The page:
The Need for Accountability Over Impunity in Chile

With a new constitution, Chilean state actors should be held accountable to the people’s demands for democratic changes in the country, otherwise Chile’s long-standing democratic tradition risks being lost to the dynamics of state violence.

While Chileans are still awaiting the process of a new constitution to end Augusto Pinochet’s dictatorship legacy in the country, police brutality is in the spotlight for two reasons – the increase in violence since the start of the protests in 2019, which turned into organised social demonstrations clamouring for change, and the calls to dissolve the Carabineros.

Earlier this month, the Chilean military police killed Francesco Martinez, a 27-year old street artist, after he failed to comply with an identity check, in Panguipulli. Demonstrators calling for justice attacked the municipal buildings, prompting the government to convene an emergency meeting. Judge Felipe Munoz determined an excess use of force by the police and called for an investigation into the lethal shooting.

In another case that sparked allegations of police violence, Camilo Miyaki was found hanged in a cell where he was being held over non-compliance with road safety rules. Miyaki was detained at Pedro Aguirre Cerda police station and placed in isolation without security cameras, in a building that has become notorious for its human rights abuses and violations since the 2019 protests.

For a brief while, international media highlighted the excesses of Chilean police violence, in particular the wilful shooting of rubber bullets in the protestors’ eyes, causing blindness and serious eye injuries. Chile’s National Institute of Human Rights deemed the ongoing wave of violence to be “the most serious” since the country’s transition to democracy, calling out the government on its partiality for safeguarding the perpetrators’ impunity, rather than seeking truth and justice.

Following the most recent violence, political leaders called for Chilean President Sebastian Pinera to resign for his role in protecting the Carabineros. The Chilean Communist Party called for a complete reforming of the Carabineros and for the government to take responsibility, stating that Pinera’s legacy is one of “repeated human rights violations.” In the early days of the protests, which saw large cities in Chile placed under military curfew, many Chileans equated the violence unleashed by the police with dictatorship violence, with some calling the scenes “a return to the dictatorship.”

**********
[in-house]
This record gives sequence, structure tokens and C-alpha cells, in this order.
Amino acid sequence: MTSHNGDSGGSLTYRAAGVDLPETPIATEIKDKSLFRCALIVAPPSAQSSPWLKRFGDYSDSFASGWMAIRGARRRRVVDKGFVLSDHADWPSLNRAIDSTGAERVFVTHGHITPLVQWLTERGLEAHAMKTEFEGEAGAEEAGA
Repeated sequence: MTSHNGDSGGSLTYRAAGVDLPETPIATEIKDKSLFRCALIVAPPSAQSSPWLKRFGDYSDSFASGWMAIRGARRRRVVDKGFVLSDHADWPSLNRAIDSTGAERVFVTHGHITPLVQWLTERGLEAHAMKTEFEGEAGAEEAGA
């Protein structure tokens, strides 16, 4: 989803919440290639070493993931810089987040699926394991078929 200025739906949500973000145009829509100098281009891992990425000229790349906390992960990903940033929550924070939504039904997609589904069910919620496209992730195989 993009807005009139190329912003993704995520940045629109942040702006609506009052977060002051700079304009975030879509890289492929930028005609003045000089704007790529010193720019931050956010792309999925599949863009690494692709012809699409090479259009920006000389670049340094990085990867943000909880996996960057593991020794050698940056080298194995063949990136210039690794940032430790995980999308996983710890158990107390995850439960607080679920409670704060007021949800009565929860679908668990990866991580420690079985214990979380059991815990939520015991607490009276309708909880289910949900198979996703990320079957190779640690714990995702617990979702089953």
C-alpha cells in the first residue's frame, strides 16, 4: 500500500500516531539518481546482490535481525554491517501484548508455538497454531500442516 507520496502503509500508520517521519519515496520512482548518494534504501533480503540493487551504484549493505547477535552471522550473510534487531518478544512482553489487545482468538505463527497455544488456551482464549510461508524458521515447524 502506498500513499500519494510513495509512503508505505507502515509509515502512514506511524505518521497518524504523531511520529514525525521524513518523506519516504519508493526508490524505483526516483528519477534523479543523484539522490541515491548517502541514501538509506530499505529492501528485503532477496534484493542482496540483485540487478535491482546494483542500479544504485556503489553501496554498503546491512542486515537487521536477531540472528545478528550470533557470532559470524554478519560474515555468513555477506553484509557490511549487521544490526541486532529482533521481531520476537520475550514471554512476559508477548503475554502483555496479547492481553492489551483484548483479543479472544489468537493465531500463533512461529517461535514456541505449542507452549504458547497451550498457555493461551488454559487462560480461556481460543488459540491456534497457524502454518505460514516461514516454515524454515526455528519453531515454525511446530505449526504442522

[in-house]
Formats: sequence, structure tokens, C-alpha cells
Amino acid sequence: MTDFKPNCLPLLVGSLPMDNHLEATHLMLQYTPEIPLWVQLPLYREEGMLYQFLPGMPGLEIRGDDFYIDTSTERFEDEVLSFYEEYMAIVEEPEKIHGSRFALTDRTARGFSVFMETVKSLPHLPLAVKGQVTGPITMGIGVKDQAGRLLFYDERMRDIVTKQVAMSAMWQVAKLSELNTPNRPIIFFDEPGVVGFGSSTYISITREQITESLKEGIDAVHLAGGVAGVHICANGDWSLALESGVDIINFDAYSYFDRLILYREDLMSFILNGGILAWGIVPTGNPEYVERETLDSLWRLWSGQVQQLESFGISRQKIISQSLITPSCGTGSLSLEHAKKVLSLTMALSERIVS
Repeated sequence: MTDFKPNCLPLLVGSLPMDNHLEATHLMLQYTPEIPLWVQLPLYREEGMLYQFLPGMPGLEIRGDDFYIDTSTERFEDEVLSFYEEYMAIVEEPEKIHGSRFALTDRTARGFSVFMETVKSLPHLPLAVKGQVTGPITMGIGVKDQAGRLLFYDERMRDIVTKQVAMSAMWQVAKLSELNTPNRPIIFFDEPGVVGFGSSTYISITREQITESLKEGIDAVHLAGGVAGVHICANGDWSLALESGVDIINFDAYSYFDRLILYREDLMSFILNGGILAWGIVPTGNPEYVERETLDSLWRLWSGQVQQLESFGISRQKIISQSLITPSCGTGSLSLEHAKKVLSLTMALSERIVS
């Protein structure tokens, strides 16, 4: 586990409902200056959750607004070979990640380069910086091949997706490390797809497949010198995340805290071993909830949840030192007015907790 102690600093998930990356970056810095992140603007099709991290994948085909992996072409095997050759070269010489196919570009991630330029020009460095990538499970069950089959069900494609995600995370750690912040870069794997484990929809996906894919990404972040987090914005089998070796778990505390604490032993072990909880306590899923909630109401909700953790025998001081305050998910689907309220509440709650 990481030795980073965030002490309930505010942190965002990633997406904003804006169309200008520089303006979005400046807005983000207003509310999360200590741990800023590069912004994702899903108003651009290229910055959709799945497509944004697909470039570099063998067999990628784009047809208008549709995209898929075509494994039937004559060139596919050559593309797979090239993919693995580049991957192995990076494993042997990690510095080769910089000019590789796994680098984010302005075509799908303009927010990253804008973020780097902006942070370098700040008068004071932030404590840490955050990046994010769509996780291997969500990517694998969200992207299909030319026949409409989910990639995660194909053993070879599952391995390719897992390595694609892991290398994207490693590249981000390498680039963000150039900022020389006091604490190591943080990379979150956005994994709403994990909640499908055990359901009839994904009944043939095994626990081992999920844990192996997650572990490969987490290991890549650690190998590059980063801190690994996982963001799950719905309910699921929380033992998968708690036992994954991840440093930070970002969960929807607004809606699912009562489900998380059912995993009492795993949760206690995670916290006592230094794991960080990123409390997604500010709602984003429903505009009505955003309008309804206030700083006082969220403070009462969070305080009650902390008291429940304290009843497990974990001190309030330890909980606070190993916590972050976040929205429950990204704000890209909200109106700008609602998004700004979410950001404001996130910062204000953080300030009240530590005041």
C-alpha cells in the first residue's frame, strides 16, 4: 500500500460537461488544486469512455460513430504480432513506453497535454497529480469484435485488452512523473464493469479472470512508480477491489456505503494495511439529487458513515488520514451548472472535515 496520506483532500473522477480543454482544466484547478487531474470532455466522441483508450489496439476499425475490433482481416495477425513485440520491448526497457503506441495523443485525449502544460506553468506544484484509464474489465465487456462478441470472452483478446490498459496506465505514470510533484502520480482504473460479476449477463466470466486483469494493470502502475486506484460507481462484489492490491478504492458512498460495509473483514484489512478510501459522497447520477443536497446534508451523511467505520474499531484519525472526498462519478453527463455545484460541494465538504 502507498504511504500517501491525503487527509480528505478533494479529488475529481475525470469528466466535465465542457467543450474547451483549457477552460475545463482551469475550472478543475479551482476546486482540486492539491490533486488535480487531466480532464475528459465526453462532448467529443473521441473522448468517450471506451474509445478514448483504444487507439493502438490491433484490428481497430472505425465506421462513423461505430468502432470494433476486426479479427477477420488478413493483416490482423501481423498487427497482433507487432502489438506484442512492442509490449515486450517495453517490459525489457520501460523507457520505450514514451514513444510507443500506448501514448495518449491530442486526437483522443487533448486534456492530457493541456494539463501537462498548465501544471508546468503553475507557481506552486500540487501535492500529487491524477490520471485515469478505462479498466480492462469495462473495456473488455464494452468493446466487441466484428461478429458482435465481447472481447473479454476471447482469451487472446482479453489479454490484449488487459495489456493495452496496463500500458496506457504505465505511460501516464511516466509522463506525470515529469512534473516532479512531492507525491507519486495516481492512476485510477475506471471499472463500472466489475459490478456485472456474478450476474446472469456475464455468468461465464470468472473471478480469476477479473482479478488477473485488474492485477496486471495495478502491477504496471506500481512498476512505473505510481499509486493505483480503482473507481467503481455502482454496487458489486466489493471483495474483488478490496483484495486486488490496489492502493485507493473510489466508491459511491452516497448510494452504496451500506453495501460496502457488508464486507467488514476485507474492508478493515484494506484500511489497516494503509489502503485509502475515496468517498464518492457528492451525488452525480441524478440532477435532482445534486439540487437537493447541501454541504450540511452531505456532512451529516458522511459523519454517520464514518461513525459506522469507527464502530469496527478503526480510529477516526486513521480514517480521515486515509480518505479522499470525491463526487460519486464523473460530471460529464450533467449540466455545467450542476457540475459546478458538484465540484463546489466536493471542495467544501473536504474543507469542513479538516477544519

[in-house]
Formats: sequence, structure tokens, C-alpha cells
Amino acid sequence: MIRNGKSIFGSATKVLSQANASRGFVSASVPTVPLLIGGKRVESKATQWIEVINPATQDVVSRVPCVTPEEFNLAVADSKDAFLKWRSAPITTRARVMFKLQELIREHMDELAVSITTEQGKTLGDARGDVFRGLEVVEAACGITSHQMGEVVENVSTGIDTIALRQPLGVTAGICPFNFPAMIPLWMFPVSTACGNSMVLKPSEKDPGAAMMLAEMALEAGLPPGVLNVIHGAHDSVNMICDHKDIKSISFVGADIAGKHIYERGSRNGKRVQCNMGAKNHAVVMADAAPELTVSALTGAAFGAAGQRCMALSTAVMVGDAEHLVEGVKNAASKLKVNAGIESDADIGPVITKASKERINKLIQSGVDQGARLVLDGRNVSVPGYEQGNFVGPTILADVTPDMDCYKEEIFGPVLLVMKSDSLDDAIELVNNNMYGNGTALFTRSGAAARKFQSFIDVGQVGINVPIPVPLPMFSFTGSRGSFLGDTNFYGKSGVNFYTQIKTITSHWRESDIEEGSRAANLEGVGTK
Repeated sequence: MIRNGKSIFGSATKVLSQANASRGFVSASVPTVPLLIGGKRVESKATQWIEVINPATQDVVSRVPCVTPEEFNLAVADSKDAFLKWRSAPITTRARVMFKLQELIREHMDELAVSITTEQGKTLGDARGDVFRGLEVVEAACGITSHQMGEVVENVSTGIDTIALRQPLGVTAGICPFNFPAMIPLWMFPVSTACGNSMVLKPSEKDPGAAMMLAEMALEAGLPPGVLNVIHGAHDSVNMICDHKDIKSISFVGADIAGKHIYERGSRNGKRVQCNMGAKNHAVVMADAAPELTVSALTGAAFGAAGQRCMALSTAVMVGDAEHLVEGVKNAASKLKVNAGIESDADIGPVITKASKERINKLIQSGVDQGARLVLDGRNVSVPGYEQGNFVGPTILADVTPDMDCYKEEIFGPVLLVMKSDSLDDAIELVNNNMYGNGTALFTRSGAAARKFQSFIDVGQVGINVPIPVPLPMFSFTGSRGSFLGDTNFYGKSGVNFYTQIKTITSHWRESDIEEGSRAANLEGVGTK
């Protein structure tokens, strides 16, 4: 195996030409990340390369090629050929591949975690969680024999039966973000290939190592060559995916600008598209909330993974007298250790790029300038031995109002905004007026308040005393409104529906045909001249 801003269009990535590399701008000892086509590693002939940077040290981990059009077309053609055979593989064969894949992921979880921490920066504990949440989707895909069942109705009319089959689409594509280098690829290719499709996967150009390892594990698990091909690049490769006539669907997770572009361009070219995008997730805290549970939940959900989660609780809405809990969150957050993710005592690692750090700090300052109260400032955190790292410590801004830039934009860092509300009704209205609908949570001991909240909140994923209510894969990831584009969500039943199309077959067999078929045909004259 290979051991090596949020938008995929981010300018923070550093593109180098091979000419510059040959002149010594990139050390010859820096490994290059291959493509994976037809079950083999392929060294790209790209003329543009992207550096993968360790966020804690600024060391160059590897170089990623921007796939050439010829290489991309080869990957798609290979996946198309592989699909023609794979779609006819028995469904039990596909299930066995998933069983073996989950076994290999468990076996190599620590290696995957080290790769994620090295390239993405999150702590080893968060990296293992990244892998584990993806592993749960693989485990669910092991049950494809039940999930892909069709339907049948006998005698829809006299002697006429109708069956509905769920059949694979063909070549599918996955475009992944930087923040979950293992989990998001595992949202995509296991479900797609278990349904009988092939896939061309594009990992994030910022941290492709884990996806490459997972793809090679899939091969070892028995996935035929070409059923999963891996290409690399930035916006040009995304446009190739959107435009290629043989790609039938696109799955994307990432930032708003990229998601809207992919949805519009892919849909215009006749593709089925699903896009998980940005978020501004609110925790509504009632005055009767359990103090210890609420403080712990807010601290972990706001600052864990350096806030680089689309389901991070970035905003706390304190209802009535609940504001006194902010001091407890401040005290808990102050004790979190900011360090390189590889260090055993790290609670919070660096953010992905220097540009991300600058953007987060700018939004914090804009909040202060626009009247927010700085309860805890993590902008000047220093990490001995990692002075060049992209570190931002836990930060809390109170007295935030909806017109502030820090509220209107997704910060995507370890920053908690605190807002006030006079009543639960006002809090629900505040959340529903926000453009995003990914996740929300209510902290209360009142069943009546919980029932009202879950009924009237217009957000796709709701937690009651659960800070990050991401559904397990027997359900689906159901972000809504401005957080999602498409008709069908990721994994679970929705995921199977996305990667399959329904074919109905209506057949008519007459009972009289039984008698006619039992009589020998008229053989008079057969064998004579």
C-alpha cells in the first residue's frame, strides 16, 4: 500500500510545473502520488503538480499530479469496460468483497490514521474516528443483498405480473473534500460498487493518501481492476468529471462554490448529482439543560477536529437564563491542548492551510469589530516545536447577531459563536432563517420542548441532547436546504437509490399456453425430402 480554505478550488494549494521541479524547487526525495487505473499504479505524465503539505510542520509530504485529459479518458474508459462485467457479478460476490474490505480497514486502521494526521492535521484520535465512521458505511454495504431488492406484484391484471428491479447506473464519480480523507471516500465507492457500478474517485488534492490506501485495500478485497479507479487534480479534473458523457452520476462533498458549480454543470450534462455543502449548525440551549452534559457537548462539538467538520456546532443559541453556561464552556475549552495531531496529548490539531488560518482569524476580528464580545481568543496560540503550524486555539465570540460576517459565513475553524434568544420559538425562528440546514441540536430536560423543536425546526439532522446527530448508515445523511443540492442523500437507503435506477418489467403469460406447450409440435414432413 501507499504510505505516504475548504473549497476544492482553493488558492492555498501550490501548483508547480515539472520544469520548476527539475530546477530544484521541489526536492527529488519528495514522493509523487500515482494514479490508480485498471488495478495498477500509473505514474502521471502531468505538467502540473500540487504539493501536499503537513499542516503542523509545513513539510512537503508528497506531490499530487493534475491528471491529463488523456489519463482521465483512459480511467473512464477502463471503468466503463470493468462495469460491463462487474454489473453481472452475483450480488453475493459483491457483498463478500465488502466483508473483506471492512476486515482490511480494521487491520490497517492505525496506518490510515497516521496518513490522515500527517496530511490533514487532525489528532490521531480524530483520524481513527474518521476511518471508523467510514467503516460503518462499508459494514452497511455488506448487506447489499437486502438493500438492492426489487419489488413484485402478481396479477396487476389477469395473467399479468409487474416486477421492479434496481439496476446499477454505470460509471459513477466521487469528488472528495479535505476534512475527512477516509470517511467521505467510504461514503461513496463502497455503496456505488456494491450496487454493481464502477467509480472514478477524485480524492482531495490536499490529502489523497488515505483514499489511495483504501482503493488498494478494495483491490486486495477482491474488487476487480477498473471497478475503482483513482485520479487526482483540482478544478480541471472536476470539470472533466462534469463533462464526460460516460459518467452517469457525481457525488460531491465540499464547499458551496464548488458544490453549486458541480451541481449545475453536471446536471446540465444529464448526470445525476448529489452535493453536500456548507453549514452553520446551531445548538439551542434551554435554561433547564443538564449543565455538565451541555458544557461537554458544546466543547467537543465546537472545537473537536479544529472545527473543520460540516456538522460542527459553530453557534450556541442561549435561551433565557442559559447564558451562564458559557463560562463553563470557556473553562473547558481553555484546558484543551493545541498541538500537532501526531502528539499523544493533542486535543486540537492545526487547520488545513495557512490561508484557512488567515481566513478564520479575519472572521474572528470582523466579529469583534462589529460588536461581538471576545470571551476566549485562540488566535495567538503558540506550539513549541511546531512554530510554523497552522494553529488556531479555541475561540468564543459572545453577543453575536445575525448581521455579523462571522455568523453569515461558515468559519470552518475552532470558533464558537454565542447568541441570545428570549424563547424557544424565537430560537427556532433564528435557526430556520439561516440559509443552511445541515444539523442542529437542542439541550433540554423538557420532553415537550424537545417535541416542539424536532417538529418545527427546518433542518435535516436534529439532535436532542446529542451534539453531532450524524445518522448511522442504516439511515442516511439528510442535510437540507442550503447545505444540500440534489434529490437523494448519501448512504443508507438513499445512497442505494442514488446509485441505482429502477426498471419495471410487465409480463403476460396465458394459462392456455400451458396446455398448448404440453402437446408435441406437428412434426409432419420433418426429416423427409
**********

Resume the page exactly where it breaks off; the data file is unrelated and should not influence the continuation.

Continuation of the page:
Amnesty International’s report on Chilean police violence since 2019 notes that the commanders knew about the violence but failed to take action to stop the violations, despite close monitoring by officials and reports submitted by human rights organisations.

Chile has so far managed to escape scrutiny by focusing on rights rhetoric, rather than the violent legacy which leaders after the dictatorship have not only failed to address, but adapted into its strategies for control.

Pinera had described the referendum for a new Chilean constitution as an opportunity “to leave behind the violence and divisions we have seen resurface with pain and sadness in recent days.”

However, Pinera’s statement is inaccurate. The protests and the Carabineros’ response – kill but don’t protect civilians – sheds light on Chilean society and how much it is still ruled through violence, knowing that there is little recourse for the victim. Environmental activists have been found dead in Chile in suspicious circumstances that point towards the state institutions’ intimidation and involvement. With a democracy that is still battling its dictatorship horrors, and seeking to uncover the truth about human rights violations that occurred during the Pinochet era, Chilean society has much to deal with.

The representatives which will be elected in April this year to draft the new constitution have a responsibility towards the people to eliminate the neoliberal policies that have championed state violence through repression and social inequalities. At last, there will be an opportunity for Chileans to look at state repression as a whole, rather than isolated acts each eclipsed by the next violation. Police violence is no exception. With a new constitution, Chilean state actors should be held accountable to the people’s demands for democratic changes in the country, otherwise Chile’s long-standing democratic tradition, tarnished by the dictatorship and the transition, risks being lost to the dynamics of state violence.

The Need for Accountability Over Impunity in Chile

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